By 1984, the Effigies were working with Enigma and their first full-length record, For Ever Grounded (fun fact: when spoken as an acronym, F-E-G, the title is "Effigy"), marked the beginning of the Effigies' shift from mid-tempo hardcore to a post-punk sound. The guitars cut deeper yet became more angular and dynamic while the bass and drums pounded out a more furious beat. The lyrics were more fiercely individualistic as Kezdy cast an ever increasingly annoyed glare at everything in his sight. Songs like "Rather See None," "Patternless" and "What's the Beat?" make one almost believe in the cleansing power of rock 'n' roll (no, seriously). For Ever Grounded draws a line in the sand that few bands have had the guts to cross. Soon after the album's release conflicts within the band saw the departure of guitarist Letiecq and his replacement by Robert O'Connor. The famed WNUR Middle of America compilation was also released in 1984, but the Effigies' contribution was an unnecessary dub remix of "Security" (hey, I thought P. Diddy invented the remix many years later...).
The band's next release, Fly on a Wire, was a big departure from their previous material and was released (as their next album, Ink, would also be) on Fever Records. It didn't win them any new friends and is a very difficult album to get a handle on. All excess was stripped from the band's sound and what was left got thrown into a blender leaving the band that emerged almost unrecognizable. Though For Ever Grounded was certainly the band's zenith, Fly on a Wire comes in at a very close second.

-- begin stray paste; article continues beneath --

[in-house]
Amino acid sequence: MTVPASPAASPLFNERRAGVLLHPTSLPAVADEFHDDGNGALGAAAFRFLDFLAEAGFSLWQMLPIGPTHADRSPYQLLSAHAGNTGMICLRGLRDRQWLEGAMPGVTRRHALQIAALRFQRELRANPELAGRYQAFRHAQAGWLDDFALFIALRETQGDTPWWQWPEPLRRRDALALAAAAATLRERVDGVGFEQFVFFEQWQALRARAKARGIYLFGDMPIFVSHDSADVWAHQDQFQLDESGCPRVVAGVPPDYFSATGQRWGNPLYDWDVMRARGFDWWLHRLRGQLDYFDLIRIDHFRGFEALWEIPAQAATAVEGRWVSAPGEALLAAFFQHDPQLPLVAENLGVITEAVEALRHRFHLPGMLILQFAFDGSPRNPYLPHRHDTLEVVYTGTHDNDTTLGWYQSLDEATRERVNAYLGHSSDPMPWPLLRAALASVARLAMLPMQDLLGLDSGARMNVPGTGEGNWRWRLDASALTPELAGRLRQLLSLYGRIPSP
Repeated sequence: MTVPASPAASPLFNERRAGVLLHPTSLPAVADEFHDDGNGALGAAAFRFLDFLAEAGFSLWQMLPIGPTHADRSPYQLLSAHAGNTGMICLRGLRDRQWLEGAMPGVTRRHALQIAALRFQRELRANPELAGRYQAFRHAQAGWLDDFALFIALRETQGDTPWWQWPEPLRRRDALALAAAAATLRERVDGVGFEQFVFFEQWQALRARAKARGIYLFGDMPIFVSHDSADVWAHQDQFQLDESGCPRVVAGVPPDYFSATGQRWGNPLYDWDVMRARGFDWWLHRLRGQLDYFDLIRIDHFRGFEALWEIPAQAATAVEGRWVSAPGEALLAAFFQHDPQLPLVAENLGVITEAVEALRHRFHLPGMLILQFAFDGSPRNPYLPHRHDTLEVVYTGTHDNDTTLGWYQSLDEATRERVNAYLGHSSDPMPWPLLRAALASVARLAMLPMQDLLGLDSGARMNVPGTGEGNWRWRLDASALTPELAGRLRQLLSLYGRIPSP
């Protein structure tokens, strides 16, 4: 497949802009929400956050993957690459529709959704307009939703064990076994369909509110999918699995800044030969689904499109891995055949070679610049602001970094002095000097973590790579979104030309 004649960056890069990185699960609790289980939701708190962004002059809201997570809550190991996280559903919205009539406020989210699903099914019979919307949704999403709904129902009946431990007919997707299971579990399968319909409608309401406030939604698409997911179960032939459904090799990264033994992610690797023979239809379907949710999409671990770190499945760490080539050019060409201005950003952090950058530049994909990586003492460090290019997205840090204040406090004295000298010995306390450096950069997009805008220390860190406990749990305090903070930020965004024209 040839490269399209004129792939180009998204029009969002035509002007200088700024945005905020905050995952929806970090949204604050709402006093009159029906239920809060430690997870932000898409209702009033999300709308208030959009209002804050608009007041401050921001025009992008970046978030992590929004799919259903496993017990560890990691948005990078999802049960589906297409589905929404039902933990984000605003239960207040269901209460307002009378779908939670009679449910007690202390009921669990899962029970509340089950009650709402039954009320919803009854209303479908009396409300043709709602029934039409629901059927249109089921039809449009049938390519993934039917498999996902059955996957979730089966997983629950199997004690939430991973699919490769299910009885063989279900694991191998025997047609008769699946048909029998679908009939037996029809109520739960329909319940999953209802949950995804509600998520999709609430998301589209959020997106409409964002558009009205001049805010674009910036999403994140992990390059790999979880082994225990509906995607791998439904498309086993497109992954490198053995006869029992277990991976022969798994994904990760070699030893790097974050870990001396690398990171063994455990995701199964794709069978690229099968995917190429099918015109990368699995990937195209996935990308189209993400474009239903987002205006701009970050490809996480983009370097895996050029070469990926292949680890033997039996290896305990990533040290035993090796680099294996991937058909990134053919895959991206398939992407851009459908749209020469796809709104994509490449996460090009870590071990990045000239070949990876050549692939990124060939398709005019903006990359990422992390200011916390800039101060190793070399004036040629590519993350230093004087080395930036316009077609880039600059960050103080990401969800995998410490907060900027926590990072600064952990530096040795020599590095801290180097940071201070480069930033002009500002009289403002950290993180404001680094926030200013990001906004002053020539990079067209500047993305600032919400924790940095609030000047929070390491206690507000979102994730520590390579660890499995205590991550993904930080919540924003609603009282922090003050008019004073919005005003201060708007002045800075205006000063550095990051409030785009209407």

1986's Ink proved to be the lineup's swansong and showed the band toiling deeper in that mine called "post-punk." Ink is a satisfying rock album (the kind that a band like Metallica might enjoy [foreshadowing!]), but it doesn't quite hit the mark like previous Effigies albums had -- it's just not all that inventive or challenging. The band had planned a national tour to support the record, but unfortunately its release was delayed and the Effigies had to tour without an album to support. Not surprisingly, the tour was a disaster and Kezdy was kicked out of the band he helped start up all those years before.